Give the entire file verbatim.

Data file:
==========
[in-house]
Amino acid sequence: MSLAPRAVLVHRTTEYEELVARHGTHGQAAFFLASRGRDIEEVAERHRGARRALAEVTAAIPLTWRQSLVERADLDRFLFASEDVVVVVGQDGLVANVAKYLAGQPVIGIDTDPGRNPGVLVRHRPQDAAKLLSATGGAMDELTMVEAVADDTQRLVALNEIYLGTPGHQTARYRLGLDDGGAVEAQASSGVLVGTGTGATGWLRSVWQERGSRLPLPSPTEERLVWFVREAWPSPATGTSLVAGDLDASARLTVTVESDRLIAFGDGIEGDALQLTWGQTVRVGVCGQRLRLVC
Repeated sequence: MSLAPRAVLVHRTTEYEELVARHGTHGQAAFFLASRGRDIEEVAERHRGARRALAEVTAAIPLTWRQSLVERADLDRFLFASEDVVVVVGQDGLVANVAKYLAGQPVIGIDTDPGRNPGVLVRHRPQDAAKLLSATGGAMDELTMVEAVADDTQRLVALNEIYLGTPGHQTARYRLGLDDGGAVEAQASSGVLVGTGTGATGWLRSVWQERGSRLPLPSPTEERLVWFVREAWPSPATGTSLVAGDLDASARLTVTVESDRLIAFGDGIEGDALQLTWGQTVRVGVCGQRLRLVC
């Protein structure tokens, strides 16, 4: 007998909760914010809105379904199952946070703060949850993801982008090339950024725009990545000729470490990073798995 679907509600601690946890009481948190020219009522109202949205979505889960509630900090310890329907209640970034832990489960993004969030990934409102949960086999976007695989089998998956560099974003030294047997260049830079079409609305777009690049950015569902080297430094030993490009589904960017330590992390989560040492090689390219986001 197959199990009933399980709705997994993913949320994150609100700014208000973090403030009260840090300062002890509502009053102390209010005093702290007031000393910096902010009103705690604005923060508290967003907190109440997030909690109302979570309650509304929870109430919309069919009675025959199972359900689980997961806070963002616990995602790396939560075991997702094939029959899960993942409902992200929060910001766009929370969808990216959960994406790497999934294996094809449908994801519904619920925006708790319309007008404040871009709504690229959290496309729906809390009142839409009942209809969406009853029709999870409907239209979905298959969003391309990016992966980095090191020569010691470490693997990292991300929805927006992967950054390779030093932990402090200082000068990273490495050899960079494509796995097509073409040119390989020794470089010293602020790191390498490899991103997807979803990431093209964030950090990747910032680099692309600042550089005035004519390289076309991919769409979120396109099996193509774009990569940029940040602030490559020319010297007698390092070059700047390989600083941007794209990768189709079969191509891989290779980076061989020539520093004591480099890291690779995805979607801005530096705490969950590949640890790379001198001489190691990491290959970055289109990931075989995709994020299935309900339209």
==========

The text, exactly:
[in-house]
Amino acid sequence: MSLAPRAVLVHRTTEYEELVARHGTHGQAAFFLASRGRDIEEVAERHRGARRALAEVTAAIPLTWRQSLVERADLDRFLFASEDVVVVVGQDGLVANVAKYLAGQPVIGIDTDPGRNPGVLVRHRPQDAAKLLSATGGAMDELTMVEAVADDTQRLVALNEIYLGTPGHQTARYRLGLDDGGAVEAQASSGVLVGTGTGATGWLRSVWQERGSRLPLPSPTEERLVWFVREAWPSPATGTSLVAGDLDASARLTVTVESDRLIAFGDGIEGDALQLTWGQTVRVGVCGQRLRLVC
Repeated sequence: MSLAPRAVLVHRTTEYEELVARHGTHGQAAFFLASRGRDIEEVAERHRGARRALAEVTAAIPLTWRQSLVERADLDRFLFASEDVVVVVGQDGLVANVAKYLAGQPVIGIDTDPGRNPGVLVRHRPQDAAKLLSATGGAMDELTMVEAVADDTQRLVALNEIYLGTPGHQTARYRLGLDDGGAVEAQASSGVLVGTGTGATGWLRSVWQERGSRLPLPSPTEERLVWFVREAWPSPATGTSLVAGDLDASARLTVTVESDRLIAFGDGIEGDALQLTWGQTVRVGVCGQRLRLVC
């Protein structure tokens, strides 16, 4: 007998909760914010809105379904199952946070703060949850993801982008090339950024725009990545000729470490990073798995 679907509600601690946890009481948190020219009522109202949205979505889960509630900090310890329907209640970034832990489960993004969030990934409102949960086999976007695989089998998956560099974003030294047997260049830079079409609305777009690049950015569902080297430094030993490009589904960017330590992390989560040492090689390219986001 197959199990009933399980709705997994993913949320994150609100700014208000973090403030009260840090300062002890509502009053102390209010005093702290007031000393910096902010009103705690604005923060508290967003907190109440997030909690109302979570309650509304929870109430919309069919009675025959199972359900689980997961806070963002616990995602790396939560075991997702094939029959899960993942409902992200929060910001766009929370969808990216959960994406790497999934294996094809449908994801519904619920925006708790319309007008404040871009709504690229959290496309729906809390009142839409009942209809969406009853029709999870409907239209979905298959969003391309990016992966980095090191020569010691470490693997990292991300929805927006992967950054390779030093932990402090200082000068990273490495050899960079494509796995097509073409040119390989020794470089010293602020790191390498490899991103997807979803990431093209964030950090990747910032680099692309600042550089005035004519390289076309991919769409979120396109099996193509774009990569940029940040602030490559020319010297007698390092070059700047390989600083941007794209990768189709079969191509891989290779980076061989020539520093004591480099890291690779995805979607801005530096705490969950590949640890790379001198001489190691990491290959970055289109990931075989995709994020299935309900339209």